On January 8, 2020, a Ukrainian Airlines passenger aircraft was shot down over Tehran by two missiles launched by the Islamic Revolutionary Guard Corps. The tragedy, which Iran still insists was the result of "human error", claimed the lives of all 176 people onboard and pitched their families and loved ones into a living nightmare - one they are still living through today.
Among the innocent civilians on Flight 752 were 82 Iranian citizens, 63 Canadians,11 Ukrainians, 10 Swedes, seven Afghans, three Britons and three Germans. They included doctors, students, athletes, activists and environmentalists: individuals pursuing their own dreams and ambitions both inside and outside Iran, and with bright futures ahead of them.
An international investigation into the incident is underway, spearheaded by Canada, France and Ukraine. But in the meantime, the devastated families of the PS752 passengers are still in limbo. Bereft of either justice or accountability for the disaster that shattered their lives, some of these individuals are now being represented by the Association of Families of Flight PS752 Victims, which has published a series of heart-rending personal letters and testimonies to honor those who were killed on January 8.
IranWire is supporting the Association's fight for justice by translating these final tributes into English and publishing them on our pages. We hope that through these efforts, the remarkable lives and aspirations of those aboard Flight 752 will not be forgotten.
Parisa, My Fallen White Poplar
For Parisa Eghbalian, a PS752 passenger
By Hamed Esmaelion
Parisa was the first child of a Mazandarani family. Her mother, Mina, is a retired teacher and her father, Qassem, worked in the Natural Resources Engineering Organization. Parisa was born on June 27, 1977 in Sari. After her there came two more children: Amir and Parnian.
This slight and sweet-talking child turned, in time, into a quiet teenage girl. After some years in Sistan and Baluchistan province and then Minoodast in Golestan, they settled in Sari. In the primary school years, she moved with her mother from village to village to be with her at the schools she worked in. Parisa skipped the second year of primary school and when she got older, she went to good schools in Sari, becoming a top student and eventually finding her way to university like all her close friends.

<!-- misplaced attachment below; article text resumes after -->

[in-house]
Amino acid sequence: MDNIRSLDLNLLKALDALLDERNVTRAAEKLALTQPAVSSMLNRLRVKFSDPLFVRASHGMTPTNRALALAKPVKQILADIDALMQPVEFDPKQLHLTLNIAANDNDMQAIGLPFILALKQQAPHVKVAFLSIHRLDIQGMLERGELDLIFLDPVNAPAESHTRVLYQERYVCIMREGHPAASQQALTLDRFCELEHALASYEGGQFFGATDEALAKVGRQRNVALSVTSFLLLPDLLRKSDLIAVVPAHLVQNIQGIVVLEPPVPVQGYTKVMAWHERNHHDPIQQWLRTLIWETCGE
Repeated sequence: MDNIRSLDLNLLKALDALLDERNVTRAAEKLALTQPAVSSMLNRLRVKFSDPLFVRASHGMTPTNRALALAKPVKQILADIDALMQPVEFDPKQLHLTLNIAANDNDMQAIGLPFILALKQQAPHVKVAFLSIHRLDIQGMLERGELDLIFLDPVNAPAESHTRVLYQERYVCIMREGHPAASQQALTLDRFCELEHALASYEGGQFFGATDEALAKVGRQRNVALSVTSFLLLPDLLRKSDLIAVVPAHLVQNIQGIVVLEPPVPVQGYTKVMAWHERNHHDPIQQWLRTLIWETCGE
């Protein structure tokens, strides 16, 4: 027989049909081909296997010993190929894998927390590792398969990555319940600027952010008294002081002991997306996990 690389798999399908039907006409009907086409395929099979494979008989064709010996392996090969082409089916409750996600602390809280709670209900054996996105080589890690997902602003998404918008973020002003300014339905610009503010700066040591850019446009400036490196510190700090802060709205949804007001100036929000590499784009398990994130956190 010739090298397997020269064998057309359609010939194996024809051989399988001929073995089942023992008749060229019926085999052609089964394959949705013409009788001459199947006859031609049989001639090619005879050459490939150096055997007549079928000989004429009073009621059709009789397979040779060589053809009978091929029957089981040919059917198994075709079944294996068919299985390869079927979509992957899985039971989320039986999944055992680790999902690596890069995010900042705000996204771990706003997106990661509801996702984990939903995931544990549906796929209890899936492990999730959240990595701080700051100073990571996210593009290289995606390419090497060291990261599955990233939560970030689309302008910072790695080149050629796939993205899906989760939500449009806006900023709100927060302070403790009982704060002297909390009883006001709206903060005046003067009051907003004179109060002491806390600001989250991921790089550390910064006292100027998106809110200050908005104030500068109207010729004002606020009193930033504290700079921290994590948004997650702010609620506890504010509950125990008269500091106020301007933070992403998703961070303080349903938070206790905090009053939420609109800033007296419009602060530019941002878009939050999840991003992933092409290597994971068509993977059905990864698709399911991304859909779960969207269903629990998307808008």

In 1995, Parisa got an offer for a dentistry degree in Tabriz with the nationwide rank of 300. It meant being many, many miles away from home.
“I don’t like anyone telling me things. I don’t like getting low grades. I don’t like humiliation.”
She dressed well at university, and studied well. She always got god grades even though she said she didn’t study during the semester. Parisa liked to be different: in the outfits she bought, in the faint make-up on her face (let it rot there, she liked to say), and in the shoes she wore.
Parisa met Hamed on November 30. 1999. They were classmates for five years but they had become intimate and had no choice but to keep their friendship a secret. Any contact between girls and boys led to punishment. Only their parents and a few friends knew. The parents who knew wanted to know what their young kids would decide to do. Many love letters remain, many notes of love.
“How late were we in telling each other we loved one another. How late. One night before the official rite of asking for her hand.”
More than a year later, on January 4, 2001, they got married. Graduation followed. Hamed explains the rest: